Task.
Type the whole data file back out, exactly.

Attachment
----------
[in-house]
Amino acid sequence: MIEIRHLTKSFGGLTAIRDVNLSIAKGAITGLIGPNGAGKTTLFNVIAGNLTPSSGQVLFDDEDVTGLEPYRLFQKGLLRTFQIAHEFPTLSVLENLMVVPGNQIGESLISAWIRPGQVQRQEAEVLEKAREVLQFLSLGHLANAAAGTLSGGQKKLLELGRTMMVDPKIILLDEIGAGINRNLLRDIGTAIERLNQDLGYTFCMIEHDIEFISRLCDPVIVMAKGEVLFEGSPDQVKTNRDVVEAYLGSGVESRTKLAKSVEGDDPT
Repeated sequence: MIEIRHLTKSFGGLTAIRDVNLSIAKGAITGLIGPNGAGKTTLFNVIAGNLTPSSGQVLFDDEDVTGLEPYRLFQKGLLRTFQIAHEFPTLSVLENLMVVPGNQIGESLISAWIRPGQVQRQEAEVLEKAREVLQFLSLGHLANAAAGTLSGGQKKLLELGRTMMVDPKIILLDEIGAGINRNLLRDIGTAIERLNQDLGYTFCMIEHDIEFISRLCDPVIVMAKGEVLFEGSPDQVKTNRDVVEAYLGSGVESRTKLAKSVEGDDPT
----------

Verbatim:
[in-house]
Amino acid sequence: MIEIRHLTKSFGGLTAIRDVNLSIAKGAITGLIGPNGAGKTTLFNVIAGNLTPSSGQVLFDDEDVTGLEPYRLFQKGLLRTFQIAHEFPTLSVLENLMVVPGNQIGESLISAWIRPGQVQRQEAEVLEKAREVLQFLSLGHLANAAAGTLSGGQKKLLELGRTMMVDPKIILLDEIGAGINRNLLRDIGTAIERLNQDLGYTFCMIEHDIEFISRLCDPVIVMAKGEVLFEGSPDQVKTNRDVVEAYLGSGVESRTKLAKSVEGDDPT
Repeated sequence: MIEIRHLTKSFGGLTAIRDVNLSIAKGAITGLIGPNGAGKTTLFNVIAGNLTPSSGQVLFDDEDVTGLEPYRLFQKGLLRTFQIAHEFPTLSVLENLMVVPGNQIGESLISAWIRPGQVQRQEAEVLEKAREVLQFLSLGHLANAAAGTLSGGQKKLLELGRTMMVDPKIILLDEIGAGINRNLLRDIGTAIERLNQDLGYTFCMIEHDIEFISRLCDPVIVMAKGEVLFEGSPDQVKTNRDVVEAYLGSGVESRTKLAKSVEGDDPT